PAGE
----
PRS requires 615,000 new homes by 2016 – Savills
Over 600,000 households will be created in the private rented sector (PRS) between 2014 and 2016, according to new research revealed recently at RESI 13, the UK residential conference.
A significant share of the new homes will be financed by major funds, such as APG, M&G, Macquarie and M3, all of which are seeking to take advantage of growing demand for rental accommodation across many parts of the UK by investing in the build-to-let market.
Despite the government’s Help to Buy and mortgage guarantees, Britain’s housing squeeze is continuing to drive more and more people to rent.
At its RESI 13 keynote presentation, Savills revealed that housing transaction levels remain 46% below their pre-crash levels, stifled by house price growth and mortgage affordability issues.
High mortgage deposit requirements continue to limit affordability, especially for under-35s.
Levels of gross mortgage lending in the first quarter of 2013, when looking at 75-90% loan-to-value mortgages, remain just 33% of their Q3 2007 levels.
With housebuilders failing to develop the number of new homes needed to meet affordable housing demands, more households are being pushed towards to the PRS. Over the next eight years, the UK’s increasing population will pile on further pressure, with the DCLG predicting there to be 221,0006 new households created in the UK each year to 2021.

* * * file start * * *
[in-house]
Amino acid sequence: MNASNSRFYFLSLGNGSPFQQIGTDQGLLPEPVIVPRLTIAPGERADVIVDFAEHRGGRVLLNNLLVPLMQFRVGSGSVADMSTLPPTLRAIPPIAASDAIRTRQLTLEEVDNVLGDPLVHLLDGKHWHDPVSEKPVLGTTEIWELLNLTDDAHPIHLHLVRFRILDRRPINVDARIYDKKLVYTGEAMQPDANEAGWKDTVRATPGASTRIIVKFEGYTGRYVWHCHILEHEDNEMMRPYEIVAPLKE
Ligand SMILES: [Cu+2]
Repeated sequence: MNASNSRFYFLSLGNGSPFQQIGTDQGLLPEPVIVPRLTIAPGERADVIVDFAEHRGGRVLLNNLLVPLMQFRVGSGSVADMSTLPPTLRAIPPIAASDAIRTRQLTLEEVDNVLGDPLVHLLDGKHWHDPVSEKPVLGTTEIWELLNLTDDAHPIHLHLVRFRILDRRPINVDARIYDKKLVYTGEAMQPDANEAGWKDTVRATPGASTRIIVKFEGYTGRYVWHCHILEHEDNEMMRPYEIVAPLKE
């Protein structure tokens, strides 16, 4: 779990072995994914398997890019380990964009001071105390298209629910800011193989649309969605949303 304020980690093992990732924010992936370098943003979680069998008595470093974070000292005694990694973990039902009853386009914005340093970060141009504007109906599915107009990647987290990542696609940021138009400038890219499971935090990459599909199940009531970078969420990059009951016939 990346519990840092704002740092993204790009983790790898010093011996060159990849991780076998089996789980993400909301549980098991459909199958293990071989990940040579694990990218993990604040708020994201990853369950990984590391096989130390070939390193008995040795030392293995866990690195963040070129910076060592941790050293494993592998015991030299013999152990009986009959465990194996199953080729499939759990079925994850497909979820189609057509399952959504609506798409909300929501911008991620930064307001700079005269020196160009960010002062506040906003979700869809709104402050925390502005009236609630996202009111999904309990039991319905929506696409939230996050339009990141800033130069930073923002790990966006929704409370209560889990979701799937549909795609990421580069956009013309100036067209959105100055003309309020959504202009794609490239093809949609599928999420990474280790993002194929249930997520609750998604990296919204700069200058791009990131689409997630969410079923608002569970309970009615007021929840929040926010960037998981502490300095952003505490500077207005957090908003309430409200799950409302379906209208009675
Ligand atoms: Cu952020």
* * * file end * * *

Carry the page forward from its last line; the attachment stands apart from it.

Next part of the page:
Levels of owner occupation for under-35s have already fallen by a third over the 10 years to 2012, and the average age of a first-time buyer is now 37 – leading to enormous growth in demand for rented stock.
The PRS now accounts for 17% of the UK’s housing market, and its share of the market has now overtaken social housing.
Lucian Cook, director of residential research at Savills, said: “The importance of transaction levels tends to be forgotten in the UK. By acting as a constraint on the supply of new homes, they accelerate PRS growth – and this means there is going to be continuing demand for years to come from a professionally developed and managed rented sector. While there are still obstacles to entry, not least low income yields – such high future demand will lead to considerably higher rental growth, which in turn will attract more institutions.”
Article courtesy of WhatHouse